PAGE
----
Wednesday, September 22, 2010

a bloody two-fer

In the last two weeks I saw some funny, bloody as hell stuff. One was of course MACHETE, Robert Rodriguez's hilarious and fun-packed tribute to Danny Trejo and '70s grindhouse revenge flicks. Like an early '70s film, it's not afraid to stick it to the man, this time skewering our ridiculous Catch-22 immigration policy. Danny Trejo gets the role of a lifetime as the biggest bad-ass Mexican Federale, so bad he just uses a huge Machete instead of a gun, for which he is so named. The movie wastes no time, introducing him as he's about to use his police cruiser as a missile to take out Mexico's biggest drug kingpin's lair. But of course, he is betrayed and his family murdered, and three years later finds him as a day laborer in Texas.

As the Dude would say, "shit comes to light," and after an immigrant-baiting politician played expertly by Robert DeNiro- fucks with the wrong Mexican, he goes on a rampage of revenge. He teams up with Michelle Rodriguez, fights Minutemen, and has a balls-out final battle that makes the campy, explosion-infested finale of DESPERADO seem outdone. Favorite kill? Crushing a redneck with a low-rider. The film never loses its low-budget look, but it also doesn't try too hard, like parts of GRINDHOUSE did. Is it perfect? As a homage to these films we loved, like THE EXTERMINATOR, it succeeds spectacularly and transcends the films it pays tribute to. It kicks the ass of Stallone's retro-action flick, as far as I'm concerned. We have a few moments of distraction, but overall we get everything we ask for- blood, booms, and boobies. Lindsay Lohan has a small, perfect role as a rich Paris Hilton wanna-be who turns into a vengeful Catholic valkyrie, and I give her credit for taking the part- and baring all for our benefit, in more ways than one. The media's never forgiven her for becoming an adult woman, and I say: get over it. She's not a Disney girl anymore. But moreso than her cameo, I loved De Niro's W impression, as his Texas accent fades in and out. It was also great seeing Steven Seagal play a bad guy, a role that suits him.

MACHETE is leaving its mark: Firecracker and I went to see the Broadway musical BLOODY BLOODY ANDREW JACKSON and at one point, when the ridiculous, over the top spoof most reminiscent of Matt Stone & Trey Parker's early masterpiece CANNIBAL: THE MUSICAL gets to Jackson's skirmishes with the Spanish, one of the Spaniards opens his huge duster coat to reveal dozens of knives, just like Machete does in the trailer. I enjoyed this play a lot. It's not perfect either; it starts off at 11, campy, crazy and goofy, and ends on a more serious note as Jackson's populism catches up with him, and he is faced with "The Indian Question," and becomes one of history's greatest monsters by giving the people what they want.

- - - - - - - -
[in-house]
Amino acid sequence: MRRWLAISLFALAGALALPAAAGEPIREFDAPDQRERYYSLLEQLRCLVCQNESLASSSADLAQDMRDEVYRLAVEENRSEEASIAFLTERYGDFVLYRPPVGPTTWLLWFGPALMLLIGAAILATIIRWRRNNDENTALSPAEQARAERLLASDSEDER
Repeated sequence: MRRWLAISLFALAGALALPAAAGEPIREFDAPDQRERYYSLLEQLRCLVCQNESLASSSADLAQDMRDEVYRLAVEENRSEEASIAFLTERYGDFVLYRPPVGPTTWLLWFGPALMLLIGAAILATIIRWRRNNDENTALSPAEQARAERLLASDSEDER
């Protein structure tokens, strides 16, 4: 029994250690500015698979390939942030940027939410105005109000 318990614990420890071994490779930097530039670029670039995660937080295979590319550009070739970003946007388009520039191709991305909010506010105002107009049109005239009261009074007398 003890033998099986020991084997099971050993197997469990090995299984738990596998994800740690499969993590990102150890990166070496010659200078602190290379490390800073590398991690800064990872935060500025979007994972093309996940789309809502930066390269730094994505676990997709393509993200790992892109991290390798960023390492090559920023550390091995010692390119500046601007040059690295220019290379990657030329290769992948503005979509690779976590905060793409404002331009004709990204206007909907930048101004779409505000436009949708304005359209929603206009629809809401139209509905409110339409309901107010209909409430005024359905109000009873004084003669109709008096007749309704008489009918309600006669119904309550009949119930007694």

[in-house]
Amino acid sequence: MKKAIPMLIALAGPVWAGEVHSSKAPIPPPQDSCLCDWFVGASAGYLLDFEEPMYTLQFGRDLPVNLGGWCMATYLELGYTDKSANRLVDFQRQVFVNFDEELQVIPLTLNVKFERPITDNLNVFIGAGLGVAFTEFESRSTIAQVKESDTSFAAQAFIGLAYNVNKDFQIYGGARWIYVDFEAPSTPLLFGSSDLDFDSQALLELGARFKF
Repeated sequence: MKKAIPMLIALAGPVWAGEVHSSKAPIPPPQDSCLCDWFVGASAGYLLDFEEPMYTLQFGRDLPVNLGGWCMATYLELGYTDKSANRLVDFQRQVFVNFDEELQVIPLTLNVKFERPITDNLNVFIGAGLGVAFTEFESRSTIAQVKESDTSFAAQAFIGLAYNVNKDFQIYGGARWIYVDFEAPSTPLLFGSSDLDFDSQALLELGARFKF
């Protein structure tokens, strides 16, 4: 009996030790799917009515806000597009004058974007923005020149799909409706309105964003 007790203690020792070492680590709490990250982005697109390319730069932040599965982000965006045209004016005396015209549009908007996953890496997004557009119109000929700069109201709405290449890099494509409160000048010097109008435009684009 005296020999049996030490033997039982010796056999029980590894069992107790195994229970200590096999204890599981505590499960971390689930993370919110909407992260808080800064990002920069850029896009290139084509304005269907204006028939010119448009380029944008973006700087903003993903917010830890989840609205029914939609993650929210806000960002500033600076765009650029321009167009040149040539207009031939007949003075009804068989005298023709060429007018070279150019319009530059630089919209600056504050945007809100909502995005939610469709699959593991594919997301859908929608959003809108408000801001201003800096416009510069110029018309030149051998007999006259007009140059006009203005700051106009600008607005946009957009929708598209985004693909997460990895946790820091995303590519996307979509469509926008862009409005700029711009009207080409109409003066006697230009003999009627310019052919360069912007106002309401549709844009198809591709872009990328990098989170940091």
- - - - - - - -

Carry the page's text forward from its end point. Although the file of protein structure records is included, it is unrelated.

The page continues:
I enjoyed the hell out of this musical, which seemed inspired by one of my favorites, EVIL DEAD: THE MUSICAL. It's risque, ridiculous, and campy. Half the story is told by a narrator in a mechanical wheelchair who suffers all sorts of fourth wall abuses. Andrew Jackson is played like a rock star, including AC/DC style A/J logos on the drum set. The songs are raucous and clever, if not entirely memorable, but full of energy. They make comparisons to W's administration, Obama's difficulties with Congress, the Bush/Gore election debacle (because Jackson first lost by electoral votes, and was voted down by the Senate) but it's not overtly political. Perhaps it should be. It ends on a downer, with Jackson's joyous populism turning on him, as he must betray the Creek Indians who helped him peacefully move other tribes, and put forth the brutal policies that would lead to the Trail of Tears and other acts of genocide.

My only complaint is that this brave, relentlessly funny show didn't even plumb deep enough into Jackson's wikipedia entry for jokes. The best gags are often the hilariously idiotic portrayals of historical figures such as Martin Van Buren, John Calhoun, Henry Clay, and John Quincy Adams as foppish buffoons with Elizabethan collars, when Jackson led an unbelievable life. He fought 13 duels and was shot so many times they said "he rattled like a bag of marbles." The man on our $20 bill with his flowing silver locks founded the Democratic party, which got its donkey symbol from his opponents calling him a jackass. Like the Republicans have gone a long way from their roots with Lincoln, the Democratic party has wandered far from Jackson's genocidal populism, and that's left untouched. But it's a damn entertaining musical, much like a potty mouthed punk's daydreams in history class, with a great sense of humor.


© 2010 Tommy Salami

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